By Gwyneth Doland
Closing, closing, closing. What the hell is going on here? Mom 'n' pop restaurants are dropping like flies, while corporate joints squirm like maggots on every corner. I know I've been whining about this same thing for years, but things seem to have changed over the past few months, and it's happening faster and faster. Look, people, you control the future of this city. The potential for change is in your pocketbook. If you don't eat at McAppleSteakhouse, and do eat at Tippy's Taco Shack then you are helping to keep local dollars here, in the hands of your friends and neighbors. You're supporting local chefs, farmers and purveyors. It's like voting: Sometimes it seems pointless and sometimes you don't win, but if you don't do it, you always lose. In fact, think of the loss of one of your favorite little places next time you vote. Call your city councilor, mayor, or state legislator and ask what they're doing to help keep local restaurants alive. I mean, what more can I say? What has that multinational corporate feed lot on I-25 done for you lately? When was they last time you walked in to one of those places and got introduced to everyone in the neighborhood, given a lesson in red or green and made to feel welcome in a strange city?
All the News That's Fit to Eat
By Gwyneth Doland
Tony Nethery is moving to Miami, Fla., to take a job as Sous Chef at Douglas Rodriguez' new restaurant OLA Steak. Nethery had been chef at Monte Vista Fire Station until the end of last year, when he became partners with Johnny Orr in the cheese and sandwich shop Relish (Wyoming between Louisiana and Pennsylvania). Nethery will remain a silent partner in the business after he leaves, which he said will happen before the end of February. Yes, it does seem sudden, but Nethery told me the job was too good to pass up; he couldn't resist the opportunity to work with such a well-known chef (Rodriguez was also behind the popular restaurant Chicama in New York City). Plus, Nethery's wife Melina (who also happens to the be the younger sister of my former coworker Sergio Salvador) is pregnant with their first child, so if they were going to make a move, it would be best to do it before they start hatching chicks. Pastry chef Ted Nicely, who spent the past few years making desserts for Monte Vista and Ambrozia, will join Nethery at OLA Steak. I will cry myself to sleep tonight, knowing I've had the last of Nethery's pork and grits creations and Nicely's awesome ice creams. The city will be way less yummy without the three of them.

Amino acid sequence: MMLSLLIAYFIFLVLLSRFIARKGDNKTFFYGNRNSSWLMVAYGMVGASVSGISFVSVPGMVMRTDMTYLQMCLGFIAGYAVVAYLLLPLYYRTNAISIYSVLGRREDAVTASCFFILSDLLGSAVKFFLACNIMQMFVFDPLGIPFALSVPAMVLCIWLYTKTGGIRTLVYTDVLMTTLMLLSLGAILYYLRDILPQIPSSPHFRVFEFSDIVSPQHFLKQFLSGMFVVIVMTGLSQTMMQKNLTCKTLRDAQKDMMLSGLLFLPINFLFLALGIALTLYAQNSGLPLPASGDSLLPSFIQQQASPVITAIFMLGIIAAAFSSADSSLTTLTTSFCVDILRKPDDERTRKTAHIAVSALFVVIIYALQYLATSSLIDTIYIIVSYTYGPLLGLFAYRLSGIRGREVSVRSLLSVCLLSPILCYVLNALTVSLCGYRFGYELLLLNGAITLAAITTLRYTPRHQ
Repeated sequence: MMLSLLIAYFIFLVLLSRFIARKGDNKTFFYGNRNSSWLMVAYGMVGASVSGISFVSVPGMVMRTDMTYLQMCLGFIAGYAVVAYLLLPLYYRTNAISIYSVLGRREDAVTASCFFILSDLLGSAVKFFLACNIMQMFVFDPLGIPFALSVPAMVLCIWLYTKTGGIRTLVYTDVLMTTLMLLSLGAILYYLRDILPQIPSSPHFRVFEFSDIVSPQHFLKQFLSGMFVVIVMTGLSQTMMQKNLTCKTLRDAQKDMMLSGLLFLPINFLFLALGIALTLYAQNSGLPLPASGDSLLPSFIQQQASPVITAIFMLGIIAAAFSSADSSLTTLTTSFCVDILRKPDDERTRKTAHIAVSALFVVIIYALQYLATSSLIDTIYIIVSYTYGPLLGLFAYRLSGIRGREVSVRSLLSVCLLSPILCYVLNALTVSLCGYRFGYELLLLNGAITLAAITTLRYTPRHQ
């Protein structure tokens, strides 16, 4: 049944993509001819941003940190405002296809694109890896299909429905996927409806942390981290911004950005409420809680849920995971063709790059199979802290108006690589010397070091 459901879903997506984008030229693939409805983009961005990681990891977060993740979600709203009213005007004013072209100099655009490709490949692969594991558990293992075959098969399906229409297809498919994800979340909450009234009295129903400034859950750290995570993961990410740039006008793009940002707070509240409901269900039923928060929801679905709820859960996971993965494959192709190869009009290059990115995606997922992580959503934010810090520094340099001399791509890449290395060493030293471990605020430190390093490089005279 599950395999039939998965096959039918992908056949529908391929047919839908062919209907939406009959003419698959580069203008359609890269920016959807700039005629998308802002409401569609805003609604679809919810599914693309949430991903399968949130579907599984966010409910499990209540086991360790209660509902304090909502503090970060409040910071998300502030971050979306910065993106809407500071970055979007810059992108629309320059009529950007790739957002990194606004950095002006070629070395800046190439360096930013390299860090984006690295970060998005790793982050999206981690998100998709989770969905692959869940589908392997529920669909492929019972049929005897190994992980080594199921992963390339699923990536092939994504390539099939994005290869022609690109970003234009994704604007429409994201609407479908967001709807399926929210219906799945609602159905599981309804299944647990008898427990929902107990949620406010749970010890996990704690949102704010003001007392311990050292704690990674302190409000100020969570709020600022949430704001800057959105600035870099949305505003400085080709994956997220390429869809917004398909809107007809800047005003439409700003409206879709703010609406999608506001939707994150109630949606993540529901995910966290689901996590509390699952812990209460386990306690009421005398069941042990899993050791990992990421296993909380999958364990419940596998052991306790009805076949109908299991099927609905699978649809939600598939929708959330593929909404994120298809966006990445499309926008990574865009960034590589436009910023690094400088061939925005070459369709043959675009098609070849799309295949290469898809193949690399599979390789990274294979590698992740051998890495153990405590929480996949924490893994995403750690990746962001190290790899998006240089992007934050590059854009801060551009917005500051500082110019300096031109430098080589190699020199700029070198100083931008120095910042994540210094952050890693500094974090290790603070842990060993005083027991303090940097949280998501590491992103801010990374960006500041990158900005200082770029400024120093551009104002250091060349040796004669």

An Oenophile's Guide to Sideways
The oscar-nominated film captures what we love about wine
By Taylor Eason
When I first heard about a wine movie coming out, I nearly wet my pants. I mean, introducing wine to the mainstream—the Hollywood mainstream—that's the kind of publicity wine really needs in order to penetrate the American psyche.
Venezia's New York Style Pizzeria
Rio Rancho transplant brings the flavah of Noo Yoyk to the Duke City
By Scott Sharot
My New York “expat” friends have long been making pilgrimages to Venezia's Pizzeria in Rio Rancho for their New York style pizza fix. I'm happy to report that brothers Renato and Aldo Venturino have opened a sister store in the near Northeast Heights, so we don't have to commute as far for a pie.
Flying Star opens next week in a historic Downtown building
By Gwyneth Doland
Flying Star is set to open Downtown at Eighth Street and Silver on Monday, Feb. 28. This latest addition to the Flying Star and Satellite family of bakery/restaurants and coffee shops is located in a striking modern structure built in 1950 for Southern Union Gas, a precursor of PNM. The airy and open building with lots of stone, steel and walls of windows, was designed by the late John Gaw Meem, a famous New Mexico-based architect who was best known for his Southwestern style buildings, like UNM's Alumni Memorial Chapel. Flying Star owners Jean and Mark Bernstein worked with landlord Jay Rembe to get national historic status for the building.
Santa Fe Community Farm Stand at Santa Fe Community Farm
Purchase fresh, seasonal, organic, reasonably-priced produce, and support Santa Fe Community Farm’s mission to grow food for those in need.
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